The cabinet on Wednesday approved several new coronavirus restrictions that will take effect next week, including further limits on gatherings, Green Pass restrictions on most institutions and businesses, and renewed Purple Badge requirements on all stores, limiting the number of customers inside.
The country, which appeared to have put the coronavirus pandemic behind it just a few months ago after a cutting-edge vaccine drive, is now re-imposing regulations in a bid to clamp down on rising infections.
The Green Pass system, which limits entry to venues to those who are vaccinated, recovered or with valid negative tests, will be applied from August 18 to nearly all locations, excluding commerce. These include swimming pools, gyms, academic institutions, sporting and cultural events, conferences and exhibitions, museums, libraries, restaurants and hotels.
The limitation will apply to all people over the age 3. Children under the age of 12 who are not currently eligible to vaccinate will be able to take rapid tests for free. Anyone unvaccinated over the age 12 will need to pay for their tests.
Meanwhile, starting August 16, Purple Badge requirements will take effect, limiting stores to one customer per seven square meters. Participants at mass events will be capped at 1,000 people in closed spaces and 5,000 in open spaces. For private events Green Pass limitations are not required; only 50 people will be allowed inside and 100 people will be allowed outside.
Weizmann Institute of Science computational biologist and top government adviser Eran Segal told ministers this week that broadening booster shot eligibility to all people over the age of 40 could prevent the health system from collapse in September, Channel 12 reported.
Only those above the age of 60 along with specific groups such as the immunocompromised Israelis are currently eligible to receive a third booster shot, which the government began distributing late last month.
Earlier Wednesday, Prime Minister Naftali Bennett said the government would be “giving a booster” to the country’s healthcare system as new coronavirus cases continued a precipitous climb. He said Israel had to prepare for a situation of mass hospitalizations, and was allocating NIS 2.5 billion ($774 million) to help boost capacity at hospitals nationwide.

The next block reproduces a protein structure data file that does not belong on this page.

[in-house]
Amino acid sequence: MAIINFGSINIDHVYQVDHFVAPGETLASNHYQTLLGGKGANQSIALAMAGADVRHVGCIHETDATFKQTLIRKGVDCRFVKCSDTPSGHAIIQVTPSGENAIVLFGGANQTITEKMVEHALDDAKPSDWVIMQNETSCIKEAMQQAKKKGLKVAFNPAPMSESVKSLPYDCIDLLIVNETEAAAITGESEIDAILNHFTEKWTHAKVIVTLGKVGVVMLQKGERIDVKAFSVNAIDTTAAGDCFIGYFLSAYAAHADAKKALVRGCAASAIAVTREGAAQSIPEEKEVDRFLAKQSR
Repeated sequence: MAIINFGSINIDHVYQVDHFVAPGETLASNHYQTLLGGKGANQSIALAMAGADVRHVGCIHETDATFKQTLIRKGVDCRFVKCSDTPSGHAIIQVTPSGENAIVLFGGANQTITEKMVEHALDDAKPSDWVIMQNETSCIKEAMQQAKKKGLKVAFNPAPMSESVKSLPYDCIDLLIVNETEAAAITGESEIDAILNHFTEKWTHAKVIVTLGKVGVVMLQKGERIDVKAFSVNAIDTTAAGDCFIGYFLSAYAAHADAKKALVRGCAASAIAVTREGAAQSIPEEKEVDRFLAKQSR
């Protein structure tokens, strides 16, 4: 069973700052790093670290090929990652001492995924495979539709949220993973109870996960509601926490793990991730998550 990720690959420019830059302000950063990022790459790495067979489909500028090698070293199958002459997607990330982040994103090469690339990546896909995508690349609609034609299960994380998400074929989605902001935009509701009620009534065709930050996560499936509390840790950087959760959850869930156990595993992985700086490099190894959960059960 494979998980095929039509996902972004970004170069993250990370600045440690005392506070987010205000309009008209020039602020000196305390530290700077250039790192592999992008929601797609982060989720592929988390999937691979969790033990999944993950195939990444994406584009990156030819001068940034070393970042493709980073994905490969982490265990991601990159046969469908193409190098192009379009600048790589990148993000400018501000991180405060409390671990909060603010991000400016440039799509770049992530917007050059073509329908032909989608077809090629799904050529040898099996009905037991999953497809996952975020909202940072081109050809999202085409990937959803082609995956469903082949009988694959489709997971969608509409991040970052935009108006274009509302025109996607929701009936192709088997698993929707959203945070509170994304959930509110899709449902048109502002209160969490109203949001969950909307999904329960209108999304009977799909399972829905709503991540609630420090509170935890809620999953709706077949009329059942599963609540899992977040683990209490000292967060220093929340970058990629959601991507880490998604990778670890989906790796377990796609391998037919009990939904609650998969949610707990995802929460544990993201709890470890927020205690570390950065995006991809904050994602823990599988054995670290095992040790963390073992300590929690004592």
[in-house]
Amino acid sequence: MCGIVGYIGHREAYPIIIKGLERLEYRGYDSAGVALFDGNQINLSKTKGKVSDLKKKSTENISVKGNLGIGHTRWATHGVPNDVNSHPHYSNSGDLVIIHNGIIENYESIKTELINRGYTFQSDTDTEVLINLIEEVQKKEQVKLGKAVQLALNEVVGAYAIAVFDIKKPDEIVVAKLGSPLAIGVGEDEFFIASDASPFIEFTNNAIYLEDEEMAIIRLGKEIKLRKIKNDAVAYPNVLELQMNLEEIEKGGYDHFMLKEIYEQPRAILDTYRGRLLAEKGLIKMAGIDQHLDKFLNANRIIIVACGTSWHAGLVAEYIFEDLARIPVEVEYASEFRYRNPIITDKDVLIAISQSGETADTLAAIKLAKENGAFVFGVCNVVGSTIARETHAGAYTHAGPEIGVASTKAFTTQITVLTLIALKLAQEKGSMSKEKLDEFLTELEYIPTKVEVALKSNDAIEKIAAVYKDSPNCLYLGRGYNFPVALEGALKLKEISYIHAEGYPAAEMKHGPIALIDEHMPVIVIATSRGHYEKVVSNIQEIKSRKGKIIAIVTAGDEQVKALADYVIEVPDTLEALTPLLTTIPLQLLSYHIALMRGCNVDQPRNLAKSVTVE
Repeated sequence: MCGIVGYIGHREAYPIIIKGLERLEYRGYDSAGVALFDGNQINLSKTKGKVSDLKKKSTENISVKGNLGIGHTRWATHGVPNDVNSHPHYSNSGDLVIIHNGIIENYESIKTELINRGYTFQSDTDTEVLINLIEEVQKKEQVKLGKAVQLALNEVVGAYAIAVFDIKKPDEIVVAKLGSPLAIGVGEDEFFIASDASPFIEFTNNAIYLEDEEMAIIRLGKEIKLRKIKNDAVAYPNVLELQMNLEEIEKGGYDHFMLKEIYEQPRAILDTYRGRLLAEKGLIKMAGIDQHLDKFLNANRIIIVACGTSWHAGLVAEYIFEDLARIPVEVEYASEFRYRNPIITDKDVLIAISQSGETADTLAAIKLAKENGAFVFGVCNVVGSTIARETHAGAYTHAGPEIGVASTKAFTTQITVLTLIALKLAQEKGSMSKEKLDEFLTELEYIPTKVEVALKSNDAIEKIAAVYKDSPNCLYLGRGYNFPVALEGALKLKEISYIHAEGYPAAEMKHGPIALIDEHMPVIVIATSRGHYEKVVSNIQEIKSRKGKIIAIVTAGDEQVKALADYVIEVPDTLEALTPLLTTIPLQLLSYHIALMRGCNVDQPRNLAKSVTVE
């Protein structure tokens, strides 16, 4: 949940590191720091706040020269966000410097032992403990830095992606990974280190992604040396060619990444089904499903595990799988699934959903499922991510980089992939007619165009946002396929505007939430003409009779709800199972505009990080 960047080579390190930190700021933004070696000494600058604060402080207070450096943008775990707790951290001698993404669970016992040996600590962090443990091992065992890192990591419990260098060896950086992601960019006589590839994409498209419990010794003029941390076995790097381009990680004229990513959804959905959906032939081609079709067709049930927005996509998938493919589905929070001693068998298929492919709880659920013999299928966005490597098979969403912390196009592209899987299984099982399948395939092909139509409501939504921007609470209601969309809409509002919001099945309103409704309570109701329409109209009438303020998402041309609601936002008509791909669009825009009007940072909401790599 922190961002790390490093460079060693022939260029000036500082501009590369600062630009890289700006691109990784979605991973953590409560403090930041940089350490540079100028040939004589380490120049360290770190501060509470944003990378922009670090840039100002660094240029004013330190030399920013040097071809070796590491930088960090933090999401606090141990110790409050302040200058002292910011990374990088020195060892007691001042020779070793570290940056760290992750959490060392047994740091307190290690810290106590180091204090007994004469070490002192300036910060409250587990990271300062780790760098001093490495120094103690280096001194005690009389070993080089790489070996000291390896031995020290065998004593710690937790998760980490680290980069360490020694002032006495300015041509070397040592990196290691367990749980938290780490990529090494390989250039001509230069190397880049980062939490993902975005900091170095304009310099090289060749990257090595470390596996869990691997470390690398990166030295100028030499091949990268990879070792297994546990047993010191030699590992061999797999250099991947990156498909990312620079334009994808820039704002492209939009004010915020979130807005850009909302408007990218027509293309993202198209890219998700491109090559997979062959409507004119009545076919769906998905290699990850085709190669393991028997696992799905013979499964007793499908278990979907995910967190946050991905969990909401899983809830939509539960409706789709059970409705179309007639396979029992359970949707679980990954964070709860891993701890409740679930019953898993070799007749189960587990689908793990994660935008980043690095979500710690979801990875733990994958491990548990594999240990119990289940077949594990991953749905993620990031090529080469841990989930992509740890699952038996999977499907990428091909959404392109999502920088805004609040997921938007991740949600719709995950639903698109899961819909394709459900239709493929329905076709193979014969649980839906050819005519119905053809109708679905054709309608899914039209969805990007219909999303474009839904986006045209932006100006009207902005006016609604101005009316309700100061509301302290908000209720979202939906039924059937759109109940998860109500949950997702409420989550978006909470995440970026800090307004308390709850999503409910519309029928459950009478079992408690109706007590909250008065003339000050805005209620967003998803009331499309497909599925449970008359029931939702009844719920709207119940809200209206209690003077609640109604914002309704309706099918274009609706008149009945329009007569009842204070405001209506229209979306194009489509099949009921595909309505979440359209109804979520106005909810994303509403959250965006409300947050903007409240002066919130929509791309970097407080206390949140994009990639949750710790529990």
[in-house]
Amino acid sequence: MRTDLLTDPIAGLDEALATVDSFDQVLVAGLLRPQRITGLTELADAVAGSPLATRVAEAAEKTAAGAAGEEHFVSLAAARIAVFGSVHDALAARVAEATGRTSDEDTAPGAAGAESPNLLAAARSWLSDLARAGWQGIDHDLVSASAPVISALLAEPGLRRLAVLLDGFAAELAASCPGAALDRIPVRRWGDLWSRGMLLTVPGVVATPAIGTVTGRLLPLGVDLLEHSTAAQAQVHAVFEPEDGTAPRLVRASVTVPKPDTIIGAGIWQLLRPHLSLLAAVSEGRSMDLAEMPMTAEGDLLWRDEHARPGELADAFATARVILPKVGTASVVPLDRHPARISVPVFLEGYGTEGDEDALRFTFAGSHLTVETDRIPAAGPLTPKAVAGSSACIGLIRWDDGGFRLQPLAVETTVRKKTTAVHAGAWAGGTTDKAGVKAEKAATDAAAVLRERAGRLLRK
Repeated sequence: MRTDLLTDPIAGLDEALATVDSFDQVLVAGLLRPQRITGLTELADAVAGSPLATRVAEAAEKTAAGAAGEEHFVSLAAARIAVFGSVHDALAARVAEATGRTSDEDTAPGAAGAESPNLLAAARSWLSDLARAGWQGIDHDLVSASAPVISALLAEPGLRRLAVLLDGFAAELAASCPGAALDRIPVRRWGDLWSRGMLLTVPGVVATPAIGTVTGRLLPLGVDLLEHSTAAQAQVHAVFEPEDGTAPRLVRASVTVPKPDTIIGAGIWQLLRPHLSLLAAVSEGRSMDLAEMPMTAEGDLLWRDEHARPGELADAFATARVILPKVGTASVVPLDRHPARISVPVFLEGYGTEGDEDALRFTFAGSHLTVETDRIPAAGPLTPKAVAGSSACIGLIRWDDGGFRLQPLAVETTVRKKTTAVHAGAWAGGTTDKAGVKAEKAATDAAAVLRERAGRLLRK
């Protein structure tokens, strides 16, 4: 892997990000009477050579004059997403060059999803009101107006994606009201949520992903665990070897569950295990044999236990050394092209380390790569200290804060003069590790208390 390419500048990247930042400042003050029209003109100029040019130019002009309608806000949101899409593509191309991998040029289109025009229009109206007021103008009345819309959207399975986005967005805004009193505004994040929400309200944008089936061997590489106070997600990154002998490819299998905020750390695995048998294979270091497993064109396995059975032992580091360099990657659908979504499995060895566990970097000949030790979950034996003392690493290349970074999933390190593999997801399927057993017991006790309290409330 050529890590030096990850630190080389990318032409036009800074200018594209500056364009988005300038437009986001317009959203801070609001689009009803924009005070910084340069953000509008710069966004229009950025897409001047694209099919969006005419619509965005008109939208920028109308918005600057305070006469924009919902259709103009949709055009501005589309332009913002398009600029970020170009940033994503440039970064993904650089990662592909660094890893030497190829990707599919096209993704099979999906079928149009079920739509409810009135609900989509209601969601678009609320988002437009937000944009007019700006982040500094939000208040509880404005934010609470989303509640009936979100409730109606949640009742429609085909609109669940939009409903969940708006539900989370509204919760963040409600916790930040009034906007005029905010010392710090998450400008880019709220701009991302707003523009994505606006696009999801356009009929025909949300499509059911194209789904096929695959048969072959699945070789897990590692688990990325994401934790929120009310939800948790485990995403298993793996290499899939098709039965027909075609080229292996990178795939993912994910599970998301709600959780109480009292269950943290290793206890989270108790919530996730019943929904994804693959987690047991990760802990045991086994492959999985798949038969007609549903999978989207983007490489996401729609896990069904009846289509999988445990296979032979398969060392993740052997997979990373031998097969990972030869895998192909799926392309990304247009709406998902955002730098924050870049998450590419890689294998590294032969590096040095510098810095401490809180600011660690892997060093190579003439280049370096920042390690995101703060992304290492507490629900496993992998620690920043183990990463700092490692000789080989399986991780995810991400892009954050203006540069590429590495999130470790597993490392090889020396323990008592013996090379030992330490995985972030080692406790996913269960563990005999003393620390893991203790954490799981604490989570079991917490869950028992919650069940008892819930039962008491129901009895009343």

Despite its vaccination campaign, Israel has seen new coronavirus cases rise in recent weeks. The Health Ministry recorded 5,755 new cases by Wednesday evening, the highest daily figure since February, and serious cases have grown from 19 in mid-June to 400.
At least 6,580 Israelis have died from coronavirus since the start of the pandemic, according to Health Ministry figures.
Over 58% of the country’s 9.3 million citizens have received two doses of the Pfizer-BioNTech vaccine. Israel had secured a large supply of the Pfizer vaccines in exchange for medical data.
“The Delta variant is flooding the world and we are waging a determined campaign to fight it,” Bennett said in televised remarks.
Bennett also said a plan for health maintenance funds to place patients in so-called home hospitalization would be expanded from 1,000 beds to 1,400 beds. Funding will also be provided to add medical staff to the health funds and geriatric care centers.
His announcement came a day after health officials reportedly showed him figures forecasting that within a month Israel could see hospitals overrun with 4,800 coronavirus patients, half of whom would be suffering from serious bouts of COVID-19.
Israel would need to add 100 doctors, 500 nurses and 200 other health workers and support staff every 10 days to keep pace, the officials had told Bennett, according to a summary of the meeting published by the Ynet news site.
“We have to raise hospital capacity to buy time until the vaccination campaign goes into effect and starts to stem the outbreak,” Bennett said Wednesday, referring to Israel’s campaign to provide booster shots to some of those who have already been vaccinated.
He described the move as “a campaign for health, but also for the economy,” acknowledging the tension between attempting to bring case numbers down by implementing far-ranging restrictions while seeking to keep businesses open.
“I’m pained by every serious illness, by every family that loses someone to the coronavirus or the Delta variant, but I’m also pained by every business owner who loses everything because the crisis collapses his company or for every kid who spends 200 days at home and wastes away on Zoom,” he said.
Separately on Wednesday, former health minister Yuli Edelstein (Likud) tore into the current government over its handling of the pandemic, saying it had received a country with the case rate at almost zero and managed to quickly squander the opportunity.
“The experts are the same experts, and the coronavirus is the same coronavirus. The wrong and careless management of this crisis has caused what we’re seeing now,” Edelstein told Channel 13.
Asked how he would have acted differently if still in his old post, Edelstein said he would have made decisions quicker, claiming the current government has taken too long to act — though this was a criticism of the previous coalition as well.
Edelstein added that even if a lockdown is instituted tomorrow, it will take several weeks for cases to decrease because the current government waited too long to act.